Thinking about Jesus' promise of the Holy Spirit to teach the apostles ALL things (Jn 14:26), His command for them to teach all nations to observe ALL that he commanded (Mt 28:20), and the way the early Christians went about discerning the will of God with apparent certainty in council and then communicating that will to others (Acts 15), it doesn't make sense that he would suddenly cut off the guiding light of His Spirit. Other than the experience of Protestant churches' inability to decide doctrinal disputes with certainty, what leads you to believe that only some doctrines are essential? Is there scripture to support this?

I also accept the early creeds (Apostles, Nicaean, Chalcedonian) as unanimous declarations of the Church as to the essentials of the faith.

But what do they mean? What is "the one holy catholic and apostolic church" that you profess? Is it visible or invisible? Does an "apostolic church" require valid apostolic succession? Does the "communion of saints" mean communion with just those on Earth, or also in heaven? Do the saints in heaven help us? May we ask for their prayers?

These are all parts of the essentials of the faith contained in the creeds, but even the meaning of those are disputed. Also, many Protestant criticisms of Catholic teaching (related to my questions above) seem to be very certain, such as prohibitions against "contacting the dead" like Mary and the Saints in heaven.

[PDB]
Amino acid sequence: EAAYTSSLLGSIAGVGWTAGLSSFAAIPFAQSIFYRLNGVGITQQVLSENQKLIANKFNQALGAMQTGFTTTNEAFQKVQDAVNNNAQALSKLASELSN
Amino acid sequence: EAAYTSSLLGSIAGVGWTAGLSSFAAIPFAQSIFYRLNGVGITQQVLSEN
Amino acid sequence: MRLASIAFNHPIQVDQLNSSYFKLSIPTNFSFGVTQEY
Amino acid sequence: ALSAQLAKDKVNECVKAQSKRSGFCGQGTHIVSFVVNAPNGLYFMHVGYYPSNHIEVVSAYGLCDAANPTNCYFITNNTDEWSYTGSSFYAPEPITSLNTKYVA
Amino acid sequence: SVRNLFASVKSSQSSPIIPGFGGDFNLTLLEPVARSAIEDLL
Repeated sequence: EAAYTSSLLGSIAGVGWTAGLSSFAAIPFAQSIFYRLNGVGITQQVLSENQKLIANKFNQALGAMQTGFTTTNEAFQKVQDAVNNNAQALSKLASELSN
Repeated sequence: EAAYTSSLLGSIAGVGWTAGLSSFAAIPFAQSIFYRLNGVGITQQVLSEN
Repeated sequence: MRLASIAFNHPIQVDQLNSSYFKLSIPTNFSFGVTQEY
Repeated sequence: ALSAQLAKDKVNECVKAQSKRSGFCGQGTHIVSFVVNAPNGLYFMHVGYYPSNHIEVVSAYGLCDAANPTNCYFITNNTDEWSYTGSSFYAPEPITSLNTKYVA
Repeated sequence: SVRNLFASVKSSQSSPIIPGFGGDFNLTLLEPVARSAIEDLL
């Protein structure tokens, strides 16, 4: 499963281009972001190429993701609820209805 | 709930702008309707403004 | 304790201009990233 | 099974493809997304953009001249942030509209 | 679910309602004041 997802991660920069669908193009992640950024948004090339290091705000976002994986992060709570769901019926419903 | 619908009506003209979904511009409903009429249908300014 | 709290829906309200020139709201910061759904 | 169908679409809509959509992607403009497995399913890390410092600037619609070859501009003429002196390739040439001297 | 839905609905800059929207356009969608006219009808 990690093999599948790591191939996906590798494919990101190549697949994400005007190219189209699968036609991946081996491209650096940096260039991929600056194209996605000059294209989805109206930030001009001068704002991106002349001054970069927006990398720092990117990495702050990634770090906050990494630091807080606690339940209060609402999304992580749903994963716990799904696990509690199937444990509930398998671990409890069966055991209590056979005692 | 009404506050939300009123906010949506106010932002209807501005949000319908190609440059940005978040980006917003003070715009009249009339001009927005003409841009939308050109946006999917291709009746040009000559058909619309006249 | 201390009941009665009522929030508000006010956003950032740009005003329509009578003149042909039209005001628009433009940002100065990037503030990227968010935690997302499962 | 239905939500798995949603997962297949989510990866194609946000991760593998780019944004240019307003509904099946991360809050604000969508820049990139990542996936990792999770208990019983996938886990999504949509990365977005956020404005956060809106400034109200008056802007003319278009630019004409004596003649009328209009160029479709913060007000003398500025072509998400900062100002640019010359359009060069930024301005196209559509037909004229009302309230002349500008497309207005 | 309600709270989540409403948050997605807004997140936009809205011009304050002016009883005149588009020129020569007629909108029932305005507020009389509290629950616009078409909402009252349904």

All I'm getting at is that I do think we can all be led by the same Holy Spirit -- in fact, I think that you and I are -- even though we come to different conclusions on many issues.

I can agree that it is the same Spirit of Christ who leads us both. But in the end, one or the other of us is coming to the wrong conclusion, because the Spirit of Truth can't lead us to error.

Matt said...

Certainly there are Protestants who are so caught up in their own point of view that they fail to consider the possibility that they could be mistaken. Knowing how little you know is a mark of wisdom, IMO.

Regarding things like Calvinism/Arminianism, the thoughtful Protestant may feel his opinion strongly, but will always hold it subordinate to the correctional authority of Scripture. As an example, my denomination, the PCA (conservative Presbyterians), is strongly Calvinist, but such language is included in their foundational documents. If this were not true, then I (who am not a strong Calvinist) would have trouble being a member. Of course, there are many "unthoughtful" Protestants, of all persuasions, who do not do this, and I would criticize them as much as you.

Regarding essential doctrines, it seems to me that the burden of proof is on those who claim a doctrine to be essential. Clearly the "all" in the passages you quote is somewhat hyperbolic, as even Catholics have internal disagreements on many issues.

I believe that the "one church" is invisible, as every earthly organization includes some unregenerate persons and excludes some regenerate ones. I don't believe that "apostolic" implies a continuation of the office of Apostle to the present day, but rather following in their footsteps. I don't have a problem with asking those of God's people who are now in heaven to pray for us (Hebrews 11-12:1), though I've not done it myself, and I worry about emphasizing it to the detriment of prayer to God.

So I do think I follow the creeds, though as you note, we may disagree on the meaning of a passage or two.